Winterweihe - (2009)
Karl Friedrich Henckell
for medium voice and piano
In diesen Wintertagen,
Nun sich das Licht verhüllt,
Laß uns im Herzen tragen,
Einander traulich sagen,
Was uns mit innerm Licht erfüllt.
Was milde Glut entzündet,
Soll brennen fort und fort,
Was Seelen zart verbündet,
Und Geisterbrücken gründet,
Sei unser leises Losungswort.
Das Rad der Zeit mag rollen,
Wir greifen kaum hinein,
Dem Schein der Welt verschollen,
Auf unserm Eiland wollen
Wir Tag und Nacht der sel'gen Liebe weih'n.
[ 2 pages, circa 2' 15" ]
Karl Friedrich Henckell
In these winter days,
now the light disguises itself,
let us bear in our hearts
and say confidentially to one another
what fills ourselves with inner light.
That which inflames mild ardor,
should burn on and on;
that which tenderly binds souls
and builds ghostly bridges
should be our soft password.
The wheel of time may roll,
but we hardly grasp it,
forgotten in the glow of the world.
On our island we would
dedicate day and night to blissful Love.
Translation from German to English copyright © by Emily Ezust,
who created and maintains the The Lied and Art Song Texts Page, a marvelous resource.
Karl Friedrich Henckell (1864–1929), a German poet and author, was born in Hanover, and died in Switzerland's Lindau on Lake Constance. He studied philosophy, philology, and economics in Berlin, Heidelberg, Leipzig, Munich and Zurich. He was colleague to many other German language authors and co-editor of Modernen Dichtercharaktere (Modern Poets Characters, 1885). He lived for a time in Milan, then in Vienna, Brussels and from 1890 again in Zurich, moving to Berlin-Charlottenburg, then in 1908 to Munich, and finally to Müri near Berne in Switzerland. He saw himself as a revolutionary poet and champion of naturalism, declaring proletarian freedom and the destruction of the existing aristocratic society. This created popular success for him with the masses, but later in life he turned to simpler themes of nature and beauty.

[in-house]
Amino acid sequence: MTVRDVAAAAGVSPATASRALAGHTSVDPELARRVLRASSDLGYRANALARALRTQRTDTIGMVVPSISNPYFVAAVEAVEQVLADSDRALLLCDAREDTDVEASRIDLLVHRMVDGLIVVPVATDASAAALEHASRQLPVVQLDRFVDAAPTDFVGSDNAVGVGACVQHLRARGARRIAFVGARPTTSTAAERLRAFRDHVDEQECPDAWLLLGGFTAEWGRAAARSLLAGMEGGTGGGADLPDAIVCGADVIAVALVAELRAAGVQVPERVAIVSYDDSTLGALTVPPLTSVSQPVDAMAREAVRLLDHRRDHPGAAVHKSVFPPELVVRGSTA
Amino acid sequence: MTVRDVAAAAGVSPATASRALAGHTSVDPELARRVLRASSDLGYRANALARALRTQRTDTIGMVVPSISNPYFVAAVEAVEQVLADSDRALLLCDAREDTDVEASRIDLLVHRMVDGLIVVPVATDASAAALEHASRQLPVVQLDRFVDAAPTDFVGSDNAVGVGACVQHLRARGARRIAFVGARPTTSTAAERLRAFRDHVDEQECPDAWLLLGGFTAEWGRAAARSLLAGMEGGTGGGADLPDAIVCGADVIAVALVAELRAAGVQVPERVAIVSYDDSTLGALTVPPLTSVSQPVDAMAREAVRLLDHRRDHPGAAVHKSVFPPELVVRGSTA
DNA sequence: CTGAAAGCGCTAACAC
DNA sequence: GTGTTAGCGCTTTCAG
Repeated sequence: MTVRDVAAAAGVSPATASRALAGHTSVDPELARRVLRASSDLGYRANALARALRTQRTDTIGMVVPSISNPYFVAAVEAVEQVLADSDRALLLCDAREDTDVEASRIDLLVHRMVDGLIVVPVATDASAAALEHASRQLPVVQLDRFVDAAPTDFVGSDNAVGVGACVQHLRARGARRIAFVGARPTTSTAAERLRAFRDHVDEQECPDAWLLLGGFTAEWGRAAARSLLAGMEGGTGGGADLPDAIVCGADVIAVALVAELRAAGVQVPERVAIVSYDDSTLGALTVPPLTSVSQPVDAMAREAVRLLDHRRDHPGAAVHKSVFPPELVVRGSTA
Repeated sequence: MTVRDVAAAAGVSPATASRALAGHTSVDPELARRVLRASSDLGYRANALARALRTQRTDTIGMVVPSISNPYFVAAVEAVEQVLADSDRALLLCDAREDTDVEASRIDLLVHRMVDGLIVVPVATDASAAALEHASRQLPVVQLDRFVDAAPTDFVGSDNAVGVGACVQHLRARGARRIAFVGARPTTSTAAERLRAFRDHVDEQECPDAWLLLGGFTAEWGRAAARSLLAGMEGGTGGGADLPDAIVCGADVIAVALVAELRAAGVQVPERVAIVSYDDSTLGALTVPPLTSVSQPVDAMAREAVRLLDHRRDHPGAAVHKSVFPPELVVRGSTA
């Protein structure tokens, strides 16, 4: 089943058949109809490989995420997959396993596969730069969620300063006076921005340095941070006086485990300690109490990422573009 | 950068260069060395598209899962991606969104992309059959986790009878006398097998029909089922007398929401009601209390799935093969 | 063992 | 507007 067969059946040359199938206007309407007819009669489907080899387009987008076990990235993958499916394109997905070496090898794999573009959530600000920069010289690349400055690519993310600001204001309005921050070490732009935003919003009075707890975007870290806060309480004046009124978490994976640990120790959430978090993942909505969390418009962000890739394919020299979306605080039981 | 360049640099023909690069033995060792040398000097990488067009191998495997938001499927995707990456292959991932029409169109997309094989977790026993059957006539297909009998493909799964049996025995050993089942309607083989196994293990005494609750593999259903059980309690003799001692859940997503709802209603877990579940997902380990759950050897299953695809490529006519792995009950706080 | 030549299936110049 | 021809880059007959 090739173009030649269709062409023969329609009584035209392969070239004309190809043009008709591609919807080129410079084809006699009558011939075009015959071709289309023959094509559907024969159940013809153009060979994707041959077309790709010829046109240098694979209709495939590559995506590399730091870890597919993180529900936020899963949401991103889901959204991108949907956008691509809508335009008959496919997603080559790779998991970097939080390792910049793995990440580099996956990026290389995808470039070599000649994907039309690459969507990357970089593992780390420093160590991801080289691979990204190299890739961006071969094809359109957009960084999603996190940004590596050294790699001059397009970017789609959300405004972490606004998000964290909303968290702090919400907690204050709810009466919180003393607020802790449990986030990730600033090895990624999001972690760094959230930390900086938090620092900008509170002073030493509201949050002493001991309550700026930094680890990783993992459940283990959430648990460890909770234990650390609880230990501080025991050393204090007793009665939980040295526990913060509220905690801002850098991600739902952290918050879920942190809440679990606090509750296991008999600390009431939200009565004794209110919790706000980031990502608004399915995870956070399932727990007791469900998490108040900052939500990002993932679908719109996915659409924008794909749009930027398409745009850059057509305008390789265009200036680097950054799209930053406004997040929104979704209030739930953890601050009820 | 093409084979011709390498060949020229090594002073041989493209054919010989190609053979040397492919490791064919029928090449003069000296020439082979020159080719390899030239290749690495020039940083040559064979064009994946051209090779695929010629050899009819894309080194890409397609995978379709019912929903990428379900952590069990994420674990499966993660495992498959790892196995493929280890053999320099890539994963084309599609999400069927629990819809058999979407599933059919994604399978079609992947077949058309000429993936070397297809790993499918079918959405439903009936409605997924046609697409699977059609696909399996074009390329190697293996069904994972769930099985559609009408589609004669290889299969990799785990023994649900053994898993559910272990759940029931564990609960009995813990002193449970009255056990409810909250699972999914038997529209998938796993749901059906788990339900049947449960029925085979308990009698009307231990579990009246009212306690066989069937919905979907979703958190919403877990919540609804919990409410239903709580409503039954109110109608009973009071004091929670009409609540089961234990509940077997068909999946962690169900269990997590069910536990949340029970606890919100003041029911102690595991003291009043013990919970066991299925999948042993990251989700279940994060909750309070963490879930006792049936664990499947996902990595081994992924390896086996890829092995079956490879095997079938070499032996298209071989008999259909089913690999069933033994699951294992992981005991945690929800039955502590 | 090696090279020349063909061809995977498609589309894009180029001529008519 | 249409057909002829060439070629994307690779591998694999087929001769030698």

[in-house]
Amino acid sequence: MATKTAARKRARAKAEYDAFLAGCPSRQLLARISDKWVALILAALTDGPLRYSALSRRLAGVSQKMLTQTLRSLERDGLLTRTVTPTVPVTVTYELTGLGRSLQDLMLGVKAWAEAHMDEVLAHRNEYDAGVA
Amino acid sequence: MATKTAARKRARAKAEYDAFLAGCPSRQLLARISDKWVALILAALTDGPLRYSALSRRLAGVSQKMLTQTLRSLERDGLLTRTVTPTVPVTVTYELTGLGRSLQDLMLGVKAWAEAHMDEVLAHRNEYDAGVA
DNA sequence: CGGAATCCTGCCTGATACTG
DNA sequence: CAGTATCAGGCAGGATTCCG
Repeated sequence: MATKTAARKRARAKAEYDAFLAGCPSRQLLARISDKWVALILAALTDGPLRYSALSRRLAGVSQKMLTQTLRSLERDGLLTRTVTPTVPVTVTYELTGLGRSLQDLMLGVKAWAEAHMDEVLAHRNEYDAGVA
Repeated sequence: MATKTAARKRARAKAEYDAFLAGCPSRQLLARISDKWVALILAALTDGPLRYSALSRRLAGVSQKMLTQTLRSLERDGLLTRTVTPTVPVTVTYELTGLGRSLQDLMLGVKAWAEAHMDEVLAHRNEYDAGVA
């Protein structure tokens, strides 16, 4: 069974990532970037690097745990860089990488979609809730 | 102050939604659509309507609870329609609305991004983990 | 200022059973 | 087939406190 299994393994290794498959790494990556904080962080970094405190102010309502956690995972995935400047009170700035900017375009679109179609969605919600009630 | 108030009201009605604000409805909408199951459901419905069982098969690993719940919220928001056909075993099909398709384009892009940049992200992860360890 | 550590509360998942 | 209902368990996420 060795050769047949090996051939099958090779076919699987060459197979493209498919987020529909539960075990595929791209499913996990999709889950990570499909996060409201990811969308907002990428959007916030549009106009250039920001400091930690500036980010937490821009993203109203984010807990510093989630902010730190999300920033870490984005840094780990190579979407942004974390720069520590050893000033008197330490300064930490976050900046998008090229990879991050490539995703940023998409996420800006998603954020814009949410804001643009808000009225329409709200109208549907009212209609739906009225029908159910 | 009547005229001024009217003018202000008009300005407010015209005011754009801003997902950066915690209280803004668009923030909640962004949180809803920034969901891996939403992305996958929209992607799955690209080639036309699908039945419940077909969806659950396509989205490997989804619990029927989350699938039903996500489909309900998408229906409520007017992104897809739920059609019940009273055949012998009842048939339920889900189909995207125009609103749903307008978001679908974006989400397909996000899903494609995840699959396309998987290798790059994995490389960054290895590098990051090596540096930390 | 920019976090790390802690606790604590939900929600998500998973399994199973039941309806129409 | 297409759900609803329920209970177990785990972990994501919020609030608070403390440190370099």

The three stanza poem suggested the normal song form, such that the middle stanza moves on directly into the higher range of the piano accompaniment. The long-lined 12/4 time signature is meant to picture the long arch of each phrase in the tempo indicated, with the first long phrase rooted firmly and only in the tonic major.
Thus the repetition of the A section of the setting begins with the three stanza of the poem. The playoff in the accompaniment, as the tonic is reached extends with a short mention of the tonic seventh which is deceptive, as the subdominant is a simple cadence progression.
The score for Winterweihe is available as a free PDF download, though any major commercial performance or recording of the work is prohibited without prior arrangement with the composer. Click on the graphic below for this piano-vocal score.